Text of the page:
Our lab is trying to unravel the molecular mechanisms that regulate cardiac regenerative capacity in mammals. We use cutting-edge molecular techniques to understand the epigenetic changes that occur during postnatal heart development and regeneration. Our major research interest is in trying to decipher the mechanisms by which large gene regulatory networks are altered in the heart shortly after birth and to understand how these changes contribute to cardiomyocyte maturation and regenerative arrest. We hope to ultimately unravel key mechanisms that bestow the neonate with regenerative potential and re-activate these processes in adulthood for cardiac repair.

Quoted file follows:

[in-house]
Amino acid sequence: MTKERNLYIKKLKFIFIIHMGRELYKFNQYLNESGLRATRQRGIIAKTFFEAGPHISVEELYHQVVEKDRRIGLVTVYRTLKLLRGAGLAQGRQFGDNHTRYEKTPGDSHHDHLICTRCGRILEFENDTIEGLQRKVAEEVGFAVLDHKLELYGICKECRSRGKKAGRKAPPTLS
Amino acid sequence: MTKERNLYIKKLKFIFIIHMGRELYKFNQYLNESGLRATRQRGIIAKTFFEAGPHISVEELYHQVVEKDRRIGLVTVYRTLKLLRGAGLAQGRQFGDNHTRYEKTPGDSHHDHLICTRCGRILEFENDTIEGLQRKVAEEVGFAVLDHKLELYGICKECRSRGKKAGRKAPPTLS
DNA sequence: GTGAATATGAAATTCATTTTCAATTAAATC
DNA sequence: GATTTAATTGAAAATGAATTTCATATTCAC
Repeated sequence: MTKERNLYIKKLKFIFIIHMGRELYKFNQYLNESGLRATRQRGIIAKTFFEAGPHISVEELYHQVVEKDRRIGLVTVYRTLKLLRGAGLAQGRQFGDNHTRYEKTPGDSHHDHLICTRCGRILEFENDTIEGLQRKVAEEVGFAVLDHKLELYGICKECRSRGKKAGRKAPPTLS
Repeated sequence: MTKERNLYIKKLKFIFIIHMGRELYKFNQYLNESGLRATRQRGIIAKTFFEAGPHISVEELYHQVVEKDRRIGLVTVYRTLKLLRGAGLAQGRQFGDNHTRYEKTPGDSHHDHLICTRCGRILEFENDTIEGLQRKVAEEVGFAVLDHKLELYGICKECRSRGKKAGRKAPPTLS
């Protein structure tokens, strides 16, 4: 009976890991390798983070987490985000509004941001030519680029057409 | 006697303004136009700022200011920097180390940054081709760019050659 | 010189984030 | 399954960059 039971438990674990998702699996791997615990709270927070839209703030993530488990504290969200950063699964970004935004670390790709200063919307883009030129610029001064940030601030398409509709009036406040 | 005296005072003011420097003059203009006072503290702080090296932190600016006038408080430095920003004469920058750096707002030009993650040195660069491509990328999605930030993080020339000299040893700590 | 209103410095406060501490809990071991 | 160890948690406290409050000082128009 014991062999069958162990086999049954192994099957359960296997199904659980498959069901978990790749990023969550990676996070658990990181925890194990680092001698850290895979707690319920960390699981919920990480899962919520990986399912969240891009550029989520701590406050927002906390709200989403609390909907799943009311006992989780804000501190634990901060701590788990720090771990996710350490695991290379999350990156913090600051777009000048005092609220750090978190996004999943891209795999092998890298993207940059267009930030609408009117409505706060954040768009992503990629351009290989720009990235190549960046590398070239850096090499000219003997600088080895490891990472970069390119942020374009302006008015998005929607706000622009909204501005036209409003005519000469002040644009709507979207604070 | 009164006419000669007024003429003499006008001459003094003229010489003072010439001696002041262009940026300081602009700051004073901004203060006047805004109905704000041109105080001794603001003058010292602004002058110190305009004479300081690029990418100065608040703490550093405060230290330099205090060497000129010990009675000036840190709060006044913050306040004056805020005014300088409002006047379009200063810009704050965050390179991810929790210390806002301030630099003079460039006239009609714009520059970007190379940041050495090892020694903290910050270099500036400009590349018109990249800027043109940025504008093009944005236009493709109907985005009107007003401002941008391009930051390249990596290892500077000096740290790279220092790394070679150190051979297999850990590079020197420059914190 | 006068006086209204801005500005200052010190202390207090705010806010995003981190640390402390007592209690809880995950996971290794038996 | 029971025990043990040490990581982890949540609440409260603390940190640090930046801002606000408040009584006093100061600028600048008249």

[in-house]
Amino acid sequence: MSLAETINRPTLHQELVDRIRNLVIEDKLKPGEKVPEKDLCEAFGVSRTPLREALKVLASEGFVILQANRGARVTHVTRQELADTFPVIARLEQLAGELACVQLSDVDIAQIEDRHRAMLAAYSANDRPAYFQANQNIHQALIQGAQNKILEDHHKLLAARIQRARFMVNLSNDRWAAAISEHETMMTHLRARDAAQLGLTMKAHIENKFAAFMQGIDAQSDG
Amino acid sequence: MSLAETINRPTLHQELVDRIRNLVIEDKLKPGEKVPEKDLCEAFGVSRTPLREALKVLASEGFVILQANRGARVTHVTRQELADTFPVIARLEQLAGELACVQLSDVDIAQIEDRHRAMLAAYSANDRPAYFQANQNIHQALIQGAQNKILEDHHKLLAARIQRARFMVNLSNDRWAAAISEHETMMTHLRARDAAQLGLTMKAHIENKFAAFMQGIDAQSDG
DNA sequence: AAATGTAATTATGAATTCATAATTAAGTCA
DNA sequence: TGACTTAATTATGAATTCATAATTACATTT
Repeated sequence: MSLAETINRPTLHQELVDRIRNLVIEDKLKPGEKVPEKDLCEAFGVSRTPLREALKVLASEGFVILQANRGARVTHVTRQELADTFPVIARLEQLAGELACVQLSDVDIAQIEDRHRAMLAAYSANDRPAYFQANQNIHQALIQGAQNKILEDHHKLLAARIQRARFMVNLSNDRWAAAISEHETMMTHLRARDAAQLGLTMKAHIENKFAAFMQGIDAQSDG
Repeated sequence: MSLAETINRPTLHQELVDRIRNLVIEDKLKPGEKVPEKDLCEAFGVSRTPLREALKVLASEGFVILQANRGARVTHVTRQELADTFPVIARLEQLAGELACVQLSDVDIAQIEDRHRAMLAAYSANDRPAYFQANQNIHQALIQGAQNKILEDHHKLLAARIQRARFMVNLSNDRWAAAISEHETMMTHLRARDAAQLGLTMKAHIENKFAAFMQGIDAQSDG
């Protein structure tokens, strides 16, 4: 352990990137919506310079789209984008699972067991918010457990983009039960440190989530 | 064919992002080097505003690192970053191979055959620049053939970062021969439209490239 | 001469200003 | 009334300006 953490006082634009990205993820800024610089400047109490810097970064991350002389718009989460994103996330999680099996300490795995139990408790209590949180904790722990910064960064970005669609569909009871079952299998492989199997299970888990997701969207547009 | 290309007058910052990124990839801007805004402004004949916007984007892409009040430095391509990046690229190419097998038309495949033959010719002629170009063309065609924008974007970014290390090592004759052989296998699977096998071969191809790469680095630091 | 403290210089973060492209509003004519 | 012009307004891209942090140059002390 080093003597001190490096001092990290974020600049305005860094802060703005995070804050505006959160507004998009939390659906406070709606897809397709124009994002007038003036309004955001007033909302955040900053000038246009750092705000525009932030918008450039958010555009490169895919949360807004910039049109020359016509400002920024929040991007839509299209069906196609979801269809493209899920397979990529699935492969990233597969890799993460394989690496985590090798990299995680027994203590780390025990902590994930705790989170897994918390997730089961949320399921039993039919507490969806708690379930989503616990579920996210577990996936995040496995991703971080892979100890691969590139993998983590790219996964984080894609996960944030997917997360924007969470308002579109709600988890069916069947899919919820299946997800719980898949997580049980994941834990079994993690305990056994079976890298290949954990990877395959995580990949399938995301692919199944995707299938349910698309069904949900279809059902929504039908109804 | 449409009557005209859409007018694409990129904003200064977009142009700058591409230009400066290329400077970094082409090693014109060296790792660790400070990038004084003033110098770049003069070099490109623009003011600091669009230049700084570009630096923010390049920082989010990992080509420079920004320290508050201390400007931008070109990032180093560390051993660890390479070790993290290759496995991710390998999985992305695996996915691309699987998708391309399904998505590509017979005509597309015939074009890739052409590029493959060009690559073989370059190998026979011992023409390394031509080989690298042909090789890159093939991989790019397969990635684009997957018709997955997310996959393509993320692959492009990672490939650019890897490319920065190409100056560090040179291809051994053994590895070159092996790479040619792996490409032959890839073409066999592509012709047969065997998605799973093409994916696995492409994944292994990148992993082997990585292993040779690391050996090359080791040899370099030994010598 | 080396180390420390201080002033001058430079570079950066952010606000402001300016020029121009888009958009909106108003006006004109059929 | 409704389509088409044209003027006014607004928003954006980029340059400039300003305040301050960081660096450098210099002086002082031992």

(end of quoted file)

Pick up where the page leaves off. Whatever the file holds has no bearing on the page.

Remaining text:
Due to the very limited regenerative capacity of the adult mammalian heart, diseases that result in cardiomyocyte death, such as myocardial infarction, can have devastating consequences for organ function. In contrast, we recently discovered that the mammalian heart harbours a transient potential for regeneration during neonatal life, which is lost shortly after birth. Similar to the zebrafish and axolotl, the neonatal mouse heart can mount a robust regenerative response following myocardial injury (apical resection and myocardial infarction), which appears to be driven by the proliferation of resident cardiomyocytes. The molecular mechanisms that regulate cardiomyocyte proliferative potential and cardiac regenerative capacity in mammals are poorly understood.

View our lab on the UQ Centre for Cardiac and Vascular Biology site